Collected Poems: with Notes Toward the Memoirs of Djuna Barnes

Collected Poems: with Notes Toward the Memoirs of Djuna Barnes

by Djuna Barnes
     
 
Barnes published only seven poems and a play in her last 40 years, leading critics to assume her novel Nightwood would be her primary work. However, the papers and notes found in her apartment upon her death reveal she was a working writer throughout her life, capable of biting wit, cold elegance and dramatic flair while revealing the core of herself and her creations

Overview

Barnes published only seven poems and a play in her last 40 years, leading critics to assume her novel Nightwood would be her primary work. However, the papers and notes found in her apartment upon her death reveal she was a working writer throughout her life, capable of biting wit, cold elegance and dramatic flair while revealing the core of herself and her creations. This is the first such collection of her secret work to be published, and it is stunning in its revelations; to use the poet's own words, many of the pieces are as "bone to bone" as the lovers in her verse. Annotation ©2006 Book News, Inc., Portland, OR

Editorial Reviews

Publishers Weekly
Famous for her grim lesbian novel Nightwood (1936) and for her life as a fabulous expatriate in Paris between WWI and WWII, Barnes (1892- 1982) has never enjoyed a reputation as a poet, partly because almost none of her post-Nightwood verse saw print. This diligent and exhaustive edition both restores her hard-to-find magazine verse of the 1910s and 1920s and makes available her dense, sardonic late poems. The early poems are conventional in form, but extreme in emotion. Some focus on same-sex desire; others perform a self-conscious wildness, with disturbing or deadly tableaux-a lady's "profile like a dagger lain/ Between the hair," a "snail that marks the girth of night with slime." The later poetry, as the editors write, "challenges us to savor lines that appear to be English, but... elude us," condensing almost to unintelligibility a gothic-sarcastic sensibility derived from T.S. Eliot, and from the 17th-century dramatists Barnes, like Eliot, admired. She casts herself as a neo-medieval scourge of hypocrisy named Dan Corbeau ("Lord Crow"), attacks authority of all sorts, or invokes "Lucifer, the salmon of the air,/ The kiss killing man," who "Breeds himself by falling from the air." Often the editors print multiple drafts of a single unfinished poem. Of more general interest, perhaps, are the pages from Barnes's unfinished prose memoir of Paris: despite their repetitive, fragmentary state, they contain witty remarks and observations on Joyce, Stein, Jean Cocteau and other luminaries, among them her own mentor T.S. Eliot, whom she admired and resented to the end. (Jan.) Copyright 2006 Reed Business Information.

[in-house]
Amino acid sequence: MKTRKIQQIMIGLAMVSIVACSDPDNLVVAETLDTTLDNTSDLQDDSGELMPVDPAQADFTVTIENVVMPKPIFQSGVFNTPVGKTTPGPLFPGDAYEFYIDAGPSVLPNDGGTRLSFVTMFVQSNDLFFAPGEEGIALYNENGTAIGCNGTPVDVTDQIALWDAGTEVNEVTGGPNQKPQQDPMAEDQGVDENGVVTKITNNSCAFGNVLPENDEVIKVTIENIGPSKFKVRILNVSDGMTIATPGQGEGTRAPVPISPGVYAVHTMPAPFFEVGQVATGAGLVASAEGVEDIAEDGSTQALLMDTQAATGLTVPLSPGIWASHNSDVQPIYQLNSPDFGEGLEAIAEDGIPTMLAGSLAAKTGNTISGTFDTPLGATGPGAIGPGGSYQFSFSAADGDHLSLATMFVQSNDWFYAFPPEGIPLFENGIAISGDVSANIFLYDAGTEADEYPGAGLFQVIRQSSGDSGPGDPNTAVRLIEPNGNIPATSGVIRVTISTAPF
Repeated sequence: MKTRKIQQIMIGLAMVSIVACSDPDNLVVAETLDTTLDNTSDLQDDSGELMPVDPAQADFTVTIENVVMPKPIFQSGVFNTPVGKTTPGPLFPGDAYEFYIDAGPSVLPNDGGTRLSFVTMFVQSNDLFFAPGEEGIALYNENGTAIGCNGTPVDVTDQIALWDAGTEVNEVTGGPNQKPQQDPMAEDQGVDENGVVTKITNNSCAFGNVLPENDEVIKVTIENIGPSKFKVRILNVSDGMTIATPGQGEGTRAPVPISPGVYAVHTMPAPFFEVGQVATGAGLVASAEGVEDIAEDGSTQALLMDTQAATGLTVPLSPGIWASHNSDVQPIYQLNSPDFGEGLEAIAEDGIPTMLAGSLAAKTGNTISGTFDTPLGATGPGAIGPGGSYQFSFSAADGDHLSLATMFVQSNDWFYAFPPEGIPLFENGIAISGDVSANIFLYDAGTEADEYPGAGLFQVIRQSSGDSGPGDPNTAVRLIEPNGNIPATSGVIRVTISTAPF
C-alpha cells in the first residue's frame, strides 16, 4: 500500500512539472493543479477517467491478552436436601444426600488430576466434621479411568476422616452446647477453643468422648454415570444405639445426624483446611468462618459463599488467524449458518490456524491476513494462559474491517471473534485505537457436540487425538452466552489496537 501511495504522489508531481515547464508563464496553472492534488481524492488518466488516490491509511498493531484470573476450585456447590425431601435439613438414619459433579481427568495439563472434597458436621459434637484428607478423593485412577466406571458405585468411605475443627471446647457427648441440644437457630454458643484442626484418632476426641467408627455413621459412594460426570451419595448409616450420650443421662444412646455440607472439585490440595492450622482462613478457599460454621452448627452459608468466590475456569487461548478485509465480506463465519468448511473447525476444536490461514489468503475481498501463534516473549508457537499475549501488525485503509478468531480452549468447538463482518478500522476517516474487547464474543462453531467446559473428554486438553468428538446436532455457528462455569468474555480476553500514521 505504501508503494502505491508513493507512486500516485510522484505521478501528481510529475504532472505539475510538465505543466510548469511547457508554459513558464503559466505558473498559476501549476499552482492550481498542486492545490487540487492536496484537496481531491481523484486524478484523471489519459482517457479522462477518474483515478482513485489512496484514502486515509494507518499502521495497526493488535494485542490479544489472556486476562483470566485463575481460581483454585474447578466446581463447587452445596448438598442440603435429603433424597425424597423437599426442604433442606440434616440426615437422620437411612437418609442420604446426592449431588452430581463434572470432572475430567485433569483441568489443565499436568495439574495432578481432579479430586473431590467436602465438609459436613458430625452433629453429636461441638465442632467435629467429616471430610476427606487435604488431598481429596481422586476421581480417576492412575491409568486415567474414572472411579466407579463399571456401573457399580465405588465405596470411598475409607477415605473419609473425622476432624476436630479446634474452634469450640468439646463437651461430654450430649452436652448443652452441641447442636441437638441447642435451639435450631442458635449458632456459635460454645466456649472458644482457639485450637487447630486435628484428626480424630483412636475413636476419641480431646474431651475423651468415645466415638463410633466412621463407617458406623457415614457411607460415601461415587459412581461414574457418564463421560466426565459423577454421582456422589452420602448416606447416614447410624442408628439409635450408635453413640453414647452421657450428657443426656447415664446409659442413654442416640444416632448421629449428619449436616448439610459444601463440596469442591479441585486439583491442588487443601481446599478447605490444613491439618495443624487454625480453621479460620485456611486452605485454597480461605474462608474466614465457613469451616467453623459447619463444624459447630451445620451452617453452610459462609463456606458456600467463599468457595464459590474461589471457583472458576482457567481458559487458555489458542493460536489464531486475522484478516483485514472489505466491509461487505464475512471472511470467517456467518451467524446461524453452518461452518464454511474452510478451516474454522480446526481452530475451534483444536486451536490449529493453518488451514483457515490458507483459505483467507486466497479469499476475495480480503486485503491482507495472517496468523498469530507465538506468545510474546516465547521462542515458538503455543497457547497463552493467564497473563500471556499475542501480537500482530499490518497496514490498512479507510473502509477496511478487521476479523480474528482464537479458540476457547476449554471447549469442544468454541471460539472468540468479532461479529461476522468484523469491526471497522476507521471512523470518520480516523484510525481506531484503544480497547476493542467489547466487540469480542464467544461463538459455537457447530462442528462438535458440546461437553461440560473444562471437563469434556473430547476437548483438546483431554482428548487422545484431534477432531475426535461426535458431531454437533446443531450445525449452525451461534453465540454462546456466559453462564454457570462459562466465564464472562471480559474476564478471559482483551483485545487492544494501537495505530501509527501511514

From the Publisher
“From Djuna Barnes’s known and unknown literary output found amidst chaos of revisions and paper fragments, Phillip Herring and Osías Stutman have skillfully created the first collection of the span of Barnes’s poetry, providing evidence that the author was indeed productive during the last forty years of her life far beyond the few known poems and play.”— Jeris Cassel, Rutgers University librarian

Product Details

ISBN-13:
9780299212346
Publisher:
University of Wisconsin Press
Publication date:
11/22/2005
Edition description:
1
Pages:
306
Product dimensions:
6.00(w) x 9.00(h) x 1.10(d)

Meet the Author

Phillip Herring is professor emeritus of English at the University of Wisconsin–Madison and now lives in Austin, Texas. He is the author of the biography Djuna: The Life and Work of Djuna Barnes. Osías Stutman, poet, immunologist, and professor emeritus at Memorial Sloan-Kettering Cancer Center, has published a Spanish translation of Barnes’s poetry, which was on the bestseller list in Spain, where he now lives. His poems have been published in a variety of books and magazines.

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